In a financial crisis the most valuable asset is time. It is the reason for cure periods and stays. Revision to capital requirements for banks under Basel, or insurers under Solvency II or national equivalents, try to put a value on co-variances to arrive at low risk reserved capital and liquidity base for net exposure at stressed tested levels. These are financial regimes so they do not address freedom to contract across different jurisdictions. While offset is limited by mutuality under common law, other law permit group or cut-through offsets. Parties are free to define default, acceleration and other clauses that present the risk of contagion, which in a crisis require agreed standstills. The question is, for those financial entities deemed to big too fail, would it be wiser to mandate cure periods in these companies’ financial contracts, incepting at a regulatorily designated measure of economic crisis (e.g., that which precipates supervisory authority by the Federal Reserve and foreign equivalents). While supervision could yield such a cure period, wouldn’t there be an added benefit if it was embedded in the contracts that such authorities are inheriting rather than being potentially embroiled in jurisdictional differences?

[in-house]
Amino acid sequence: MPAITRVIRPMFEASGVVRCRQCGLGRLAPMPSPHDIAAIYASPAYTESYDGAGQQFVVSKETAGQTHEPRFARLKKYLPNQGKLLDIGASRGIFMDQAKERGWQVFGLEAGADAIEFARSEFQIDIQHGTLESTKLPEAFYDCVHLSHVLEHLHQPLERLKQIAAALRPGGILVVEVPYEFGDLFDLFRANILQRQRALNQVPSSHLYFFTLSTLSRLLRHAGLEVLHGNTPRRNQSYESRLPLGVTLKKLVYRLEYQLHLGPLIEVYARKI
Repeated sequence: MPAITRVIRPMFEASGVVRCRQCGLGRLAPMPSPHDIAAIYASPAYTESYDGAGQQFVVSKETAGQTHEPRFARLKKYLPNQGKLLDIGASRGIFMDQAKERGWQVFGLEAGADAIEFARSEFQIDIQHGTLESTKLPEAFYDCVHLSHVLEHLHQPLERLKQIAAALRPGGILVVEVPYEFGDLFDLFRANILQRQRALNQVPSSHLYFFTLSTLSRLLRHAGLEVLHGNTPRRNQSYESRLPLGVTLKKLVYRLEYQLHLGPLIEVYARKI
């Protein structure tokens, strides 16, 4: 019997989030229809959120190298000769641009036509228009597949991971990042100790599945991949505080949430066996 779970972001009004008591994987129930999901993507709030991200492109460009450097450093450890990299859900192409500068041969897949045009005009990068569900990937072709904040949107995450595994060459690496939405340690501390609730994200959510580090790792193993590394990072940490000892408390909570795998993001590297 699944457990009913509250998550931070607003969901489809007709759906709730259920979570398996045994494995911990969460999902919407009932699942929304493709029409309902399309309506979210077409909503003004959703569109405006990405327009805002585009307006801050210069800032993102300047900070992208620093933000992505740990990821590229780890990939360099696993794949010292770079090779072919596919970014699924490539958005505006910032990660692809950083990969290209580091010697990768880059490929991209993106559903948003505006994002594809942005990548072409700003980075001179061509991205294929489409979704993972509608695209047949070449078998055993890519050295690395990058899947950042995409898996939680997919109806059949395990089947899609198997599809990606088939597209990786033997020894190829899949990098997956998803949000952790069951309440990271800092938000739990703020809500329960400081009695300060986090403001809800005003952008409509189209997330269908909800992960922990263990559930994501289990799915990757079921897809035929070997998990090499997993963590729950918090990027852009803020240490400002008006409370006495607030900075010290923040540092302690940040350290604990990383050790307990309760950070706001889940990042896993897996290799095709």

The same might be required for financial institutions that are not classified as too big to fail, since crises can develop through a cascade of failing smaller institutions precipitating cross-defaults, special terminations, accelerations, increased security and the like. Solvency is best judge by the financial condition of your counterparty’s significant counterparties. Unfortunately, the latter is not always known, may be too difficult to value, or both. China’s approach, allowing for direct action against such a third party is interesting. It creates the potential for more transparency, partly in recognition that culturally relationships trump law.
I would welcome other points of view, as I am sure there are many.